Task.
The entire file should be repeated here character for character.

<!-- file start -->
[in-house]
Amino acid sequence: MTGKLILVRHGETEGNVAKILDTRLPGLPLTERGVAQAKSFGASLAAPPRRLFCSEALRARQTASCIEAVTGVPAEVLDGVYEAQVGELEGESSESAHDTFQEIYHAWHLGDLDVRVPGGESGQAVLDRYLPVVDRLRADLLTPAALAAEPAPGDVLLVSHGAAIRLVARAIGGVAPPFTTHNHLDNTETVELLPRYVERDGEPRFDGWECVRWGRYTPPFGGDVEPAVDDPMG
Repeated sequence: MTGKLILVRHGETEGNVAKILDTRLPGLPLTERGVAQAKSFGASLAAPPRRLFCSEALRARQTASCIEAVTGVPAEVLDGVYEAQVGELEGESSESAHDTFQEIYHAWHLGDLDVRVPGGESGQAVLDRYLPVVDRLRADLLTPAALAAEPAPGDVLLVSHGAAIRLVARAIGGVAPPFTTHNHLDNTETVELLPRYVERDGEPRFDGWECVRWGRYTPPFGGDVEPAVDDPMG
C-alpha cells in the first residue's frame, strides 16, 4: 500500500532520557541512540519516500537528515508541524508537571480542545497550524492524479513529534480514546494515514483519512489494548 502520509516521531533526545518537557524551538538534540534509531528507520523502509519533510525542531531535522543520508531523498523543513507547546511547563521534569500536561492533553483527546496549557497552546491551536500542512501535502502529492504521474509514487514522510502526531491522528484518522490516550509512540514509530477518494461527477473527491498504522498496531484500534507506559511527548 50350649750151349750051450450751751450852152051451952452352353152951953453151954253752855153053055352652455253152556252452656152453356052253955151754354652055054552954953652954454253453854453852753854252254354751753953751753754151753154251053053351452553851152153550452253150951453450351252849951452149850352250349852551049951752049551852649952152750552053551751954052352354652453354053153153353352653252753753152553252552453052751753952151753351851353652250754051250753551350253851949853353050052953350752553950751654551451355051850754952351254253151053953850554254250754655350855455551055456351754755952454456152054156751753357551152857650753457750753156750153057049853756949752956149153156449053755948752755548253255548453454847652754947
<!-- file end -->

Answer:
[in-house]
Amino acid sequence: MTGKLILVRHGETEGNVAKILDTRLPGLPLTERGVAQAKSFGASLAAPPRRLFCSEALRARQTASCIEAVTGVPAEVLDGVYEAQVGELEGESSESAHDTFQEIYHAWHLGDLDVRVPGGESGQAVLDRYLPVVDRLRADLLTPAALAAEPAPGDVLLVSHGAAIRLVARAIGGVAPPFTTHNHLDNTETVELLPRYVERDGEPRFDGWECVRWGRYTPPFGGDVEPAVDDPMG
Repeated sequence: MTGKLILVRHGETEGNVAKILDTRLPGLPLTERGVAQAKSFGASLAAPPRRLFCSEALRARQTASCIEAVTGVPAEVLDGVYEAQVGELEGESSESAHDTFQEIYHAWHLGDLDVRVPGGESGQAVLDRYLPVVDRLRADLLTPAALAAEPAPGDVLLVSHGAAIRLVARAIGGVAPPFTTHNHLDNTETVELLPRYVERDGEPRFDGWECVRWGRYTPPFGGDVEPAVDDPMG
C-alpha cells in the first residue's frame, strides 16, 4: 500500500532520557541512540519516500537528515508541524508537571480542545497550524492524479513529534480514546494515514483519512489494548 502520509516521531533526545518537557524551538538534540534509531528507520523502509519533510525542531531535522543520508531523498523543513507547546511547563521534569500536561492533553483527546496549557497552546491551536500542512501535502502529492504521474509514487514522510502526531491522528484518522490516550509512540514509530477518494461527477473527491498504522498496531484500534507506559511527548 50350649750151349750051450450751751450852152051451952452352353152951953453151954253752855153053055352652455253152556252452656152453356052253955151754354652055054552954953652954454253453854453852753854252254354751753953751753754151753154251053053351452553851152153550452253150951453450351252849951452149850352250349852551049951752049551852649952152750552053551751954052352354652453354053153153353352653252753753152553252552453052751753952151753351851353652250754051250753551350253851949853353050052953350752553950751654551451355051850754952351254253151053953850554254250754655350855455551055456351754755952454456152054156751753357551152857650753457750753156750153057049853756949752956149153156449053755948752755548253255548453454847652754947